PILOT LITE: The Tick (2016 Amazon pilot)

Posted: August 25, 2016 in Pilot Lite
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The Tick is a character who has been around since the mid 80’s. But I’d be willing to bet that there is a good number of fans of his who didn’t realize that he was a comic book character for a long time (or maybe ever). I know my first encounter with the character had nothing to do with comics. However, completist that I am, once I discovered his black and white origins, I quickly went to the source and voraciously consumed as much of his comic series as my little eyes could take.

Created by Ben Edlund, the character and his universe are so wacky that it’s amazing he’s ever been adapted at all, let alone on three separate occasions. The Tick was essentially written as a spoof of the superhero form of storytelling. He has incredibly ill defined powers (including the power of “drama” which means his powers grow the more dire a situation becomes) and speaks in a heightened vernacular that throws around simile and metaphor like…ah! I had something for this…oh well.


Ticks Past.

Prior to this pilot, The Tick had been adapted twice. The first was a 1994 animated series from Fox Kids that aired for three seasons and the second was as a live-action sitcom in 2001. It only lasted one short season before cancellation. Regardless, both adaptations have taken on somewhat of a cult following with fans of the character. The animated series especially stuck in the public consciousness long after it had been pulled from the airwaves and continued to be rerun a decade or so after its cancellation.

As such, it was only a matter of time before the character who started as a newsletter mascot would play the adaptation game again. Amazon announced in 2014 that they were discussing reviving the 2001 version of the character with Patrick Warburton reprising the role. However, that turned out to be only partly true. Warburton stayed on as producer, but the role went to Peter Serafinowicz (of “that guy” fame). The new series is in no way a continuation of the old and for the tone it’s going for, that makes sense.

A lot has happened with comics since 2001 and this series perfectly reflects the changing tide that modern culture has for the medium. This series has a noticeably darker streak than either of the past adaptations but that is displaced by a healthy dose of ridiculous Tick-like humor. The darkness also doesn’t betray the central premise or the core characters. In fact, if anything, it enhances them and gives meaning behind traits or idiosyncrasies. I’m sure there are some fans who will see this as “disrespecting the legacy” of these characters or some such nonsense. To them I’ll just point out that this pilot was created and written by Ben Edlund…you know, the guy who created these characters in the first place?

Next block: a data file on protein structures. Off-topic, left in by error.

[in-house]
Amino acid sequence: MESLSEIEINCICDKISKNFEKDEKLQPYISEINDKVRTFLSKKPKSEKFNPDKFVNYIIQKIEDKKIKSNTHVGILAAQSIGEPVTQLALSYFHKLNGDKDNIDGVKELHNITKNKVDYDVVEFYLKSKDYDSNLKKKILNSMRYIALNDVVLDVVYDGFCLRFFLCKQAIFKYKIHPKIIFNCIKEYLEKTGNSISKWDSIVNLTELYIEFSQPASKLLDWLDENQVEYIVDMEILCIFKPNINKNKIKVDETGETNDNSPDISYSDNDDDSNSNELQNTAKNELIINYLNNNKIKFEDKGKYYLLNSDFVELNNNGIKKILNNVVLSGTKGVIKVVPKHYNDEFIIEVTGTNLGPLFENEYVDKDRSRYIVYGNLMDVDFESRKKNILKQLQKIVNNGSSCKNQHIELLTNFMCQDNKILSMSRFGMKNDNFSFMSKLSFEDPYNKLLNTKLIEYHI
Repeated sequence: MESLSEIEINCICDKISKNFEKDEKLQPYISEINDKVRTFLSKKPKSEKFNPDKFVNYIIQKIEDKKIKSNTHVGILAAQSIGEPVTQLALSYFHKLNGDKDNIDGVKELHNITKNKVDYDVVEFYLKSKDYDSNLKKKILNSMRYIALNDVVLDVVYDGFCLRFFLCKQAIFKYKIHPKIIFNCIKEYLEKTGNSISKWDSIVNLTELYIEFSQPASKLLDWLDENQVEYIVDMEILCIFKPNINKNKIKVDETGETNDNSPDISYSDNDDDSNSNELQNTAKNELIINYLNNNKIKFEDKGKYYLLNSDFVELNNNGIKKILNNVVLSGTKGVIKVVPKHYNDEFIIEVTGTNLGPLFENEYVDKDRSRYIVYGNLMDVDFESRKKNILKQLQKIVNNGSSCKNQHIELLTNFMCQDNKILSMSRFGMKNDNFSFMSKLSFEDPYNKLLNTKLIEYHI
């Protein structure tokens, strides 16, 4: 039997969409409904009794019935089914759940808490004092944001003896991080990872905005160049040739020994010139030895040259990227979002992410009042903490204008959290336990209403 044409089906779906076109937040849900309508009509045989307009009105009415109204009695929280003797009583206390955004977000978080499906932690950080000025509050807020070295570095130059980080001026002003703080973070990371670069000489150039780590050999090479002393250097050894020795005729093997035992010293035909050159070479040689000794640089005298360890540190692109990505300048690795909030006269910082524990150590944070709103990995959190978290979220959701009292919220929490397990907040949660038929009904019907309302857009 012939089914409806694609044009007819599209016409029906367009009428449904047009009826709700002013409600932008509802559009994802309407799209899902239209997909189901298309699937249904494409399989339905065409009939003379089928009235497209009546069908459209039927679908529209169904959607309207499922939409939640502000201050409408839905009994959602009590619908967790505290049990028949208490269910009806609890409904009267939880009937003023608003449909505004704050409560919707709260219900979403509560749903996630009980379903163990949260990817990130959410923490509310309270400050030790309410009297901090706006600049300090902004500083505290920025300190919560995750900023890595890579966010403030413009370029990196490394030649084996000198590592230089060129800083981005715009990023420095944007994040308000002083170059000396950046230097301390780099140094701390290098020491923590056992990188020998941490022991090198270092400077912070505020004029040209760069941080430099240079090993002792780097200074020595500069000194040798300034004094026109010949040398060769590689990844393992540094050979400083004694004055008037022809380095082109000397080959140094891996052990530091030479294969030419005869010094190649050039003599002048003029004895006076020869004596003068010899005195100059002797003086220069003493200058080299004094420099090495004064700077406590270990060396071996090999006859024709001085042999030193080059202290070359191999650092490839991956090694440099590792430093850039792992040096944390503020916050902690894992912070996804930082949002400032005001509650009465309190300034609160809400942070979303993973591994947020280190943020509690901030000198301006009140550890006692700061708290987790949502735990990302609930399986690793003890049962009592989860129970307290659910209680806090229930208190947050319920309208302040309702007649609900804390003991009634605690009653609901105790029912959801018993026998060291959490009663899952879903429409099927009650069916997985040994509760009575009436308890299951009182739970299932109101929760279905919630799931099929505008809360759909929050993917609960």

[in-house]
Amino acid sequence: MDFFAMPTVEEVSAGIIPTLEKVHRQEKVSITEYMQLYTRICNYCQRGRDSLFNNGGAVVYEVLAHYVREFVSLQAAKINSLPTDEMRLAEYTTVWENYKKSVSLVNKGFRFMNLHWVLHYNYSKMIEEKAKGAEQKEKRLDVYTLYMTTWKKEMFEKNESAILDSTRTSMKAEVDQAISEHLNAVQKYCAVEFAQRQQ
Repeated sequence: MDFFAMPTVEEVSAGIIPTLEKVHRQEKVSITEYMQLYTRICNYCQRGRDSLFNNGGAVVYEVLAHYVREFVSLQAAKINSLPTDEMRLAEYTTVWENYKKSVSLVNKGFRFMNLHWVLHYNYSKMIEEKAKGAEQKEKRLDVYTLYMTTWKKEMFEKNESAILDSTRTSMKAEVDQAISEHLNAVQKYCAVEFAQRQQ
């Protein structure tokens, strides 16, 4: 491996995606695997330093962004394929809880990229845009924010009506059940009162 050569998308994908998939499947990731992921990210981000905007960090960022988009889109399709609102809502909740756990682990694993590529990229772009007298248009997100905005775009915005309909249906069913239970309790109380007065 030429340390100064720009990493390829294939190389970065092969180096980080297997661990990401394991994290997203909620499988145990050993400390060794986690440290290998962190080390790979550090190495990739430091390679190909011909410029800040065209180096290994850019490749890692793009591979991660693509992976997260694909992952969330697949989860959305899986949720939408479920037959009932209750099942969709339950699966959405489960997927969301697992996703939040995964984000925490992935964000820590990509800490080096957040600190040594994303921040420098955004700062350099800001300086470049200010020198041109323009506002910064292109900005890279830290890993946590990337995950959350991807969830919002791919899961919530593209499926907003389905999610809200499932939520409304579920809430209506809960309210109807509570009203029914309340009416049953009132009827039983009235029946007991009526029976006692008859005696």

Mixed in with that wackiness is the title role’s speech patterns that lean toward the verbose. Serfinowicz and his stylized arachnid-like costume were the subject of a great deal of criticism pre-release, however after hearing a single line of dialogue in his smooth, buttery voice it’s clear that he is absolutely the right person for the job. He doesn’t mimic Warburton or Townsend Coleman (who voiced the role in the animated series) but absolutely nails the cadence and mannerisms of the mighty blue hero. In fact, this may be one of the few characters where I can see every single actor who has played the role being considered “definitive”, which is very interesting from a critical standpoint.
One of the freshest aspects of this take on the characters is the ascension of Arthur. Always depicted as The Tick’s put-upon sidekick but also frequently the “POV Character”, this time Arthur takes center stage, essentially supplanting The Tick as the lead. He gets a heart-breaking origin story, a lions-share of character development and even the implication that the titular hero is a figment of his imagination. Played by Griffin Newman, this take on Arthur feels like a real person trying their damnedest to survive in a world full of god-like, immortal heroes and villains with the ability to weaponize syphilis.

terrI’m not going to go into detail about Arthur’s origin, because it’s a very intense scene that provides an incredible amount of pathos for his neurotic everyman. However, I will say that the scene features Jackie Earle Haley as The Terror. He’s portrayed as the world’s most evil villain and something of a combination between Lex Luthor and The Joker. Haley is no stranger to creepy comic characters (just this year he played Odin Quincannon on Preacher in another supremely off-putting performance). The Terror is also notable for being the only villain (thus far) to appear in the comics as well as every adaptation, making him as close to an arch-villain to The Tick as there can be.

This new series premiere is a part of Amazon’s “Pilot Season”, which is something they’ve done for the last few years. They showcase a handful of new pilots and based on the strength of viewers as well as customer feedback, the series are either picked up or killed off. Critical word on The Tick seems to be mostly positive thus far, but nothing is ever certain in this game. If you have Amazon Prime, I’d highly recommend giving this pilot a shot. It’s a more mature version of the character, for sure, but it still retains the trademark soul of the comic as well as the other adaptations. So far, it seems like The Tick may be the only character to have all of his distinct and different adaptations be equally worthy of praise and respect.




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